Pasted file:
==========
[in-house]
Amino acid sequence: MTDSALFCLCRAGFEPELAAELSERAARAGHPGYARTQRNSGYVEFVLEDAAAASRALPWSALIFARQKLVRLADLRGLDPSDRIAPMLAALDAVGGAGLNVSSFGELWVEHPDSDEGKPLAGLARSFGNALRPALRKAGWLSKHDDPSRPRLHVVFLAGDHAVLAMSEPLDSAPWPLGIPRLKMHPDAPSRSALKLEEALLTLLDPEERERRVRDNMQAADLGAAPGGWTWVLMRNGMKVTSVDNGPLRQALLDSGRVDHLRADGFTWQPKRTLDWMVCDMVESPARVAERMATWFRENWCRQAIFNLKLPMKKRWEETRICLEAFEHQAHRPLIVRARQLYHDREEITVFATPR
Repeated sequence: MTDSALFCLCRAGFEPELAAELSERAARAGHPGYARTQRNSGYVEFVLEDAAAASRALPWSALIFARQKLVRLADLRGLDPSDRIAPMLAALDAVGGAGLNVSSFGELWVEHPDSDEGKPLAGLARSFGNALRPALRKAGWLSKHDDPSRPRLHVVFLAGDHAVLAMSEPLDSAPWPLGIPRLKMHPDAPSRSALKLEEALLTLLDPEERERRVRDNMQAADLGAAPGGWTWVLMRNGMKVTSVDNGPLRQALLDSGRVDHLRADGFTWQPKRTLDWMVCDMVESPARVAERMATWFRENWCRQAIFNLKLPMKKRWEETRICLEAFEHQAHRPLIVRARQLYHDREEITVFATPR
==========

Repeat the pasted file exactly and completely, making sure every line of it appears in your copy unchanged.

[in-house]
Amino acid sequence: MTDSALFCLCRAGFEPELAAELSERAARAGHPGYARTQRNSGYVEFVLEDAAAASRALPWSALIFARQKLVRLADLRGLDPSDRIAPMLAALDAVGGAGLNVSSFGELWVEHPDSDEGKPLAGLARSFGNALRPALRKAGWLSKHDDPSRPRLHVVFLAGDHAVLAMSEPLDSAPWPLGIPRLKMHPDAPSRSALKLEEALLTLLDPEERERRVRDNMQAADLGAAPGGWTWVLMRNGMKVTSVDNGPLRQALLDSGRVDHLRADGFTWQPKRTLDWMVCDMVESPARVAERMATWFRENWCRQAIFNLKLPMKKRWEETRICLEAFEHQAHRPLIVRARQLYHDREEITVFATPR
Repeated sequence: MTDSALFCLCRAGFEPELAAELSERAARAGHPGYARTQRNSGYVEFVLEDAAAASRALPWSALIFARQKLVRLADLRGLDPSDRIAPMLAALDAVGGAGLNVSSFGELWVEHPDSDEGKPLAGLARSFGNALRPALRKAGWLSKHDDPSRPRLHVVFLAGDHAVLAMSEPLDSAPWPLGIPRLKMHPDAPSRSALKLEEALLTLLDPEERERRVRDNMQAADLGAAPGGWTWVLMRNGMKVTSVDNGPLRQALLDSGRVDHLRADGFTWQPKRTLDWMVCDMVESPARVAERMATWFRENWCRQAIFNLKLPMKKRWEETRICLEAFEHQAHRPLIVRARQLYHDREEITVFATPR